Compulsive gambling, overeating, shopping, sexual behaviour, internet use, and even TV watching all offer opportunities for addictive behaviours.
Most compulsive addictions are officially called impulse control disorders. These are defined as “a failure to resist an impulse that is harmful to the individual or others but often starts out as pleasurable.” This generally involves an increase in tension or arousal before actually undertaking the act. This is then followed by gratification, pleasure, relief, and then remorse and guilt over the consequences of the act.
Addictive behaviours alter brain chemistry in much the same way as psychoactive drugs do. And the reasons that people engage in compulsive behaviour are the same reasons that they engage in compulsive drug use: to get an instant rush, to forget problems, to control anxiety, to oblige friends, to alter consciousness, to self-medicate, and so forth. The following are some of the most common compulsive addictions:
Gambling addiction is defined by Gamblers Anonymous as “any betting or wagering, for self or others, whether for money or not, no matter how slight or insignificant, where the outcome is uncertain or depends upon chance or skill.” The problems that result from pathological and problem gambling are often as severe as any drug-based addiction.
Compulsive shopping (oniomania) and obsessive spending are described as a pattern of chronic, repetitive purchasing that becomes difficult to stop and ultimately results in harmful consequences. Shopping can give temporary needed relief from depression, anxiety, loneliness, or anger. Some shop for a “pick-me-up”, to get a high, a rush or emotional pain relief, similar to psychoactive drug users. They often buy things they do not need and later experience significant remorse.
Compulsive overeating occurs when the desire to eat is triggered more by emotional states rather than hunger in an effort to calm, satisfy, control pain, and combat depression.
Sexual addiction is marked by compulsive sexual behaviour over which the individual has little control. Activities can include self-pleasure, viewing pornography, high frequency sex with one partner, serial affairs, phone sex, and visits to prostitutes and strip clubs.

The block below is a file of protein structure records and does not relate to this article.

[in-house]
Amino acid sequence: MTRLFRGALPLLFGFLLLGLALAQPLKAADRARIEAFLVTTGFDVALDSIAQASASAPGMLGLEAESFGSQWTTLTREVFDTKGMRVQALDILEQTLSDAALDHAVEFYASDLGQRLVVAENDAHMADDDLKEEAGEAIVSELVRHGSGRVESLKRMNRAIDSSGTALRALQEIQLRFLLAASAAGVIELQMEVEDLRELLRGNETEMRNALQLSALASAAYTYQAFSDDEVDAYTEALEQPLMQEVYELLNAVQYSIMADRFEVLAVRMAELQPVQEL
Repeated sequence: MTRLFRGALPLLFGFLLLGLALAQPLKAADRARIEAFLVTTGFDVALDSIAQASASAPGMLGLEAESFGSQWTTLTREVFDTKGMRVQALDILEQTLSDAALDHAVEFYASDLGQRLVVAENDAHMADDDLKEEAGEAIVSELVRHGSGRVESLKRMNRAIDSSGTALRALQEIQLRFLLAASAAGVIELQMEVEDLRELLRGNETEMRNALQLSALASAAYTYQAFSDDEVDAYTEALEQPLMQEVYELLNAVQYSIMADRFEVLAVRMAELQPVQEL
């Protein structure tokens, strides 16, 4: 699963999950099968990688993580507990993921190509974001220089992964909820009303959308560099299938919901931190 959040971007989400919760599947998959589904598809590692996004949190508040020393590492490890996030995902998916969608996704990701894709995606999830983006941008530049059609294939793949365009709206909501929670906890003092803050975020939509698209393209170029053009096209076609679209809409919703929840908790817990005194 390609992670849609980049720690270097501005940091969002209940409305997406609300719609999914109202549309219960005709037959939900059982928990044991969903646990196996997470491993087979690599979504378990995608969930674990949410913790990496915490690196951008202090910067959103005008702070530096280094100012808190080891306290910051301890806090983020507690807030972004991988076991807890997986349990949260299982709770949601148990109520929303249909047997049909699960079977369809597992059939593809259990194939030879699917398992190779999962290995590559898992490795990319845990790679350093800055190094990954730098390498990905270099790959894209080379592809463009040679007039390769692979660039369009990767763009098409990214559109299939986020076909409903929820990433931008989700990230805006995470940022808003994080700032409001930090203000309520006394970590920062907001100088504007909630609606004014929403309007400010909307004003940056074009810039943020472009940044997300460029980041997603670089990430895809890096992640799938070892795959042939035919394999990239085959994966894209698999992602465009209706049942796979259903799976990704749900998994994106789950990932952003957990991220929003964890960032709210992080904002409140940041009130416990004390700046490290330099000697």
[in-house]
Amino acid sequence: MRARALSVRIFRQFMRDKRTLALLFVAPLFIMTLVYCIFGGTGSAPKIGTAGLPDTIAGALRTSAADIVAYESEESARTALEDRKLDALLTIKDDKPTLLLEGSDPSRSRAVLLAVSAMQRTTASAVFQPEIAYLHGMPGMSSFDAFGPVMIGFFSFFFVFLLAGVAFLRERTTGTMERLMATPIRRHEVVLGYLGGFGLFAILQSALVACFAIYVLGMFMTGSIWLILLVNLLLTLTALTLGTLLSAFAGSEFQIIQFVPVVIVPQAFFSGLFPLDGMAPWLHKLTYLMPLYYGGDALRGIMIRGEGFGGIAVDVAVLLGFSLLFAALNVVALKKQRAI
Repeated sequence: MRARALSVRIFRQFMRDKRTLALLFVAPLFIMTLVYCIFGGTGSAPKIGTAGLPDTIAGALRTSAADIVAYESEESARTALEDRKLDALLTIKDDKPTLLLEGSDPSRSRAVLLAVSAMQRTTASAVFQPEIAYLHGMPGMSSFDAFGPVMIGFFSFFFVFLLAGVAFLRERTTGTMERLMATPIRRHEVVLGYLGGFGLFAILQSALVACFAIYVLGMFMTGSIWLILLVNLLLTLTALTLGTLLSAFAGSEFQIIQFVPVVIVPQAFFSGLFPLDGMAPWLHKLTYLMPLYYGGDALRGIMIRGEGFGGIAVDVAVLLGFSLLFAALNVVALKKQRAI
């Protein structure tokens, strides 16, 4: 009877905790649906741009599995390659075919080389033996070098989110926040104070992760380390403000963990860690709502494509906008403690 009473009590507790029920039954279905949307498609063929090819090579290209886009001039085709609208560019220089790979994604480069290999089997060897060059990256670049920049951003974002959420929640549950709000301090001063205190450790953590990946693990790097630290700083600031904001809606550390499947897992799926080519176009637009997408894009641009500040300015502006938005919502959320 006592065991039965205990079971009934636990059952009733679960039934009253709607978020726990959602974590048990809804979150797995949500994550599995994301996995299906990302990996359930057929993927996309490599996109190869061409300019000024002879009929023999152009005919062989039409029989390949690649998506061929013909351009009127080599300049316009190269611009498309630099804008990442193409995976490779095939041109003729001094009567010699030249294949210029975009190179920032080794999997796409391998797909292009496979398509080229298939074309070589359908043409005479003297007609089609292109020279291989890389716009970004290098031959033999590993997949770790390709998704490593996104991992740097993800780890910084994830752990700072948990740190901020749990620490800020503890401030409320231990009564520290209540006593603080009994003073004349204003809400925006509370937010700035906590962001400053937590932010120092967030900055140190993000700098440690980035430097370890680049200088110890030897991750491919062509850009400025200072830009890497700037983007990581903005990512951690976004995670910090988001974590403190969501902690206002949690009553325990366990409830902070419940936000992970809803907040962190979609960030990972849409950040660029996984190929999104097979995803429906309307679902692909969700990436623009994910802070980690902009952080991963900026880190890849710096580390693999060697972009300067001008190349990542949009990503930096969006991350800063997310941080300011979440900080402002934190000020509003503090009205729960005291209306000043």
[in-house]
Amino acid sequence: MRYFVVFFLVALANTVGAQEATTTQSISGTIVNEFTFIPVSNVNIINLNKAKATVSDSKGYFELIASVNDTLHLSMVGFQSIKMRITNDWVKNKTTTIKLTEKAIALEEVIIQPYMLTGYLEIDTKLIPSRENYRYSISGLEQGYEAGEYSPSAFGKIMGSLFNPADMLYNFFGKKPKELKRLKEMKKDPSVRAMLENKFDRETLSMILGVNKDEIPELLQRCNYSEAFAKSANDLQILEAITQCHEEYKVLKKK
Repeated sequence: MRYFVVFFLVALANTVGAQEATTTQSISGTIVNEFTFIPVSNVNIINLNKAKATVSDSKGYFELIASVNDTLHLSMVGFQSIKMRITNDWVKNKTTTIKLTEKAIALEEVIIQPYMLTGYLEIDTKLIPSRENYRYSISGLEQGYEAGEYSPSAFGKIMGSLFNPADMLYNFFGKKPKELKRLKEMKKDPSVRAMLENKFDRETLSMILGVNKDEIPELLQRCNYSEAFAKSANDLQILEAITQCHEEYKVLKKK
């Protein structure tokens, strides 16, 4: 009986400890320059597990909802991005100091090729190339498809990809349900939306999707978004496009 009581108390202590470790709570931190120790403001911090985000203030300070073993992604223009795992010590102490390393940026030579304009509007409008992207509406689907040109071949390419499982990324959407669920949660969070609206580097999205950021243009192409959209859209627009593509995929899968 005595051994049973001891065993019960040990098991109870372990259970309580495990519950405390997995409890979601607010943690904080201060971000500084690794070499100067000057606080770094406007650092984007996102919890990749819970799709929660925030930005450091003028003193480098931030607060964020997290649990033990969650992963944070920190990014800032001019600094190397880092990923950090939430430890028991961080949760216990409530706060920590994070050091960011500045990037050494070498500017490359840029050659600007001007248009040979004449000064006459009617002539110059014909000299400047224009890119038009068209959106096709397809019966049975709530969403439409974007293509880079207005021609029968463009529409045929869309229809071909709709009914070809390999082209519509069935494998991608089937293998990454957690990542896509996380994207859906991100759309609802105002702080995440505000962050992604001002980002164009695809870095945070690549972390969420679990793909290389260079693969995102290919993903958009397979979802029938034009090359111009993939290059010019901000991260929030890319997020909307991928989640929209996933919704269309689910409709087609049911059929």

Internet addiction, like all other addictions, involves compulsion, loss of control, and continued use despite adverse consequences. Some addicts experience a stimulant-like rush when online, while others speak of being tranquilized or in a trance-like state by their quiet isolated online time. In other words, some use it to stimulate, others to zone-out.
Computer games addiction is fast becoming a major compulsion for many “gamers” who will spend countless hours, either alone or with others, playing competitive games that are readily available through purchase or online. These are most popular with younger men and male teenagers and this often leads to neglect of school work, jobs, and relationships.
The biggest problem with most compulsive addictions is the ease with which one can access their “drug of choice”:
- There is an abundance of available casinos, lotteries, internet betting, poker tournaments, etc. and the ability to use credit that makes gambling easy and convenient. A big win while gambling imprints the brain in much the same way that cocaine would.
- There are plenty of fast food restaurants and a growing attraction to sugar and fat-laden foods. The compulsive eater eats to change mood rather than sustain life.
- There is an abundance of easily available sexual material on both TV and the internet. Participation in pornography and other compulsive sexual activities can result in the “user” avoiding normal relationships.
- The ease of obtaining credit, the influx of advertising, home shopping networks on TV, and internet shopping kindles a surge of pleasure with no regard for financial responsibility or even a need for the item.
If you or someone you care about appears to have a compulsive addiction, there are professional addictions counsellors available to assist in overcoming these destructive behaviours.
Ref: Inaba, Darryl S. & Cohen, William E. (2004). Uppers, Downers, All Arounders (5th Ed). Ashland, OR: CNS Publications, Inc. (Pages 290-318)